INA, Ill. – Mining milestones were made Tuesday at Rend Lake College.
Marking the 100th anniversary of mine rescue in Illinois, the Rescue Rhinos from Gibson County Coal were busy winning the Illinois Mine Rescue Association’s 2009 state mine rescue contest on the south side of campus. Meanwhile, college officials were on the north side announcing the future of mine safety and rescue training for the region.
A future facility at RLC will be aimed at putting Illinois on the top of the list for safest mining states across the country. Representatives from the Department of Commerce and Economic Opportunity delivered a $285,000 state grant for RLC to design, engineer and construct a cutting-edge mine rescue and safety training facility on the campus in Ina, Ill. It will be located adjacent to the recently completed Coal Mine Training Center where RLC will breathe new life into its Mining Technology degree program.
The state championship was a homecoming for Gibson County Coal Mine Trainer Rod Dilbeck. He, team captain Terry Phegley and briefing officer Bruce Thompson won state mine rescue championships in 1991 and 1993 with Wabash Mine and as an Indiana State team in 2000. This is their first IMRA championship with the Princeton-based Gibson County Rescue Rhinos out of Indiana. Their time of just more than 33 minutes solving the mine disaster scenario was six minutes faster than the second-place Kentucky Coal Academy team made up of a mixture of mines in western Kentucky.
“That is a fast, intense problem,” Dilbeck said. “In a disaster, time is not your friend. That is what makes [this win] so neat. We had to act fast and make quick decisions.”
This is the team’s sixth title from mine rescue competitions and first state championship since he took over as trainer two years ago. Before that, Dilbeck spent 25 years as a member of mine rescue teams. He said a typical course takes anywhere from an hour-and-a-half to just shy of two hours. The average time it took to work Tuesday’s course was 45 minutes and two seconds, according to Dilbeck.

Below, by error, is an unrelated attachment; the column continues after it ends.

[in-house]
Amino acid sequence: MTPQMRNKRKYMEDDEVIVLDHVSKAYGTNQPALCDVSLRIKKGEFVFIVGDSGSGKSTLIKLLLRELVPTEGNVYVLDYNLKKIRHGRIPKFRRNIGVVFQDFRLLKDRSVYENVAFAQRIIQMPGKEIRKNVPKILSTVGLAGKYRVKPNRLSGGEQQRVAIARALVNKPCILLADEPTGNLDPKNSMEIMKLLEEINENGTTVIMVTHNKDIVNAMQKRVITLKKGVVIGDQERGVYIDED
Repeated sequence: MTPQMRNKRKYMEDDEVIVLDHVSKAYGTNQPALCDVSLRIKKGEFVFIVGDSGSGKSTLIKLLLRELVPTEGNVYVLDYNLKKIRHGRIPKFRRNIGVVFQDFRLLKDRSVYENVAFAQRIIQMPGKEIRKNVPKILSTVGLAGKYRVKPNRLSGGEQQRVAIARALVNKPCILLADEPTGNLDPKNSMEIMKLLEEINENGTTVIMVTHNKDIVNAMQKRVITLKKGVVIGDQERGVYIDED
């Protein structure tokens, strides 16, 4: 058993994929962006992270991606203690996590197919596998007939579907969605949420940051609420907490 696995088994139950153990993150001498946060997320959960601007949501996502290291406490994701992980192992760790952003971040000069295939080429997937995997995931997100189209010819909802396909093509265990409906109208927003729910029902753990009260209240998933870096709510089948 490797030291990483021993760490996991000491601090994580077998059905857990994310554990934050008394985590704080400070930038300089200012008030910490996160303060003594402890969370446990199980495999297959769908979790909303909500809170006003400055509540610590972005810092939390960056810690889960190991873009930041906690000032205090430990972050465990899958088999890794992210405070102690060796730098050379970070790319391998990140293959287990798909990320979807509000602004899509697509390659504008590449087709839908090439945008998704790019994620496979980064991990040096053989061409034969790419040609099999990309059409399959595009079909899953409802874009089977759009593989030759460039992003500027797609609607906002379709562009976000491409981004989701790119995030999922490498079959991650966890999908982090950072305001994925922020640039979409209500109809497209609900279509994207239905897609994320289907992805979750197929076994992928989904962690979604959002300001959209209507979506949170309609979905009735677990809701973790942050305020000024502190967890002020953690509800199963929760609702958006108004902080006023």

Four teams at a time take on the course. After the first turn was over in less than an hour on Tuesday, teams waiting in a secure area started realizing the pressure was on.
“It’s absolutely awesome,” he said of the win. “Coming back home and dominating was awesome, but everybody is a winner there. It’s a special breed. Every day is a new day and any day anyone can be beat. We are all winners. You just like to celebrate when you do win. They are just an awesome bunch of people.”
Gibson County’s team consisted of Dilbeck as trainer, captain Phegley, Greyville native and first-year map man Zachary Brown; Dilbeck’s son, Jacob Dilbeck, as #3 gas man; John Anderson as the #4; Greyville native and first-year #5 man Joshua Bell; Thompson as briefing officer and alternate Adam Dilbeck. First-year benchman Don Messel won in the bench contest, giving Gibson County the “big coal sweep,” Dilbeck added.
During the IMRA contest, RLC was holding its grand opening of the Coal Mine Training Center. During the DCEO grant announcement for the college’s new rescue and safety training facility, Office of Mines and Minerals Director Joe Angleton was addressing a crowd of more than 200 attendees about the importance of such training at such a facility.
“This facility will help make sure Illinois does not have the dubious distinction of having the third-worst fatality in coal mine history. In November of 1909, we had 259 people die ... in the Cherry Mine Disaster. ... Many of those people who lost their lives, lost them going back into the mine. Going back into that mine with nothing more than a handkerchief over their nose, trying to save other people. There were seven people that got on that cage and went underground three different times and brought people up alive. On the fourth try, they burned to death in the shaft. Those are the heroes ... that don’t just do the job they are supposed to do ... that go above beyond what is expected of anyone. Those are true heroes. I hope this [facility] will make sure that a Cherry never takes place again.”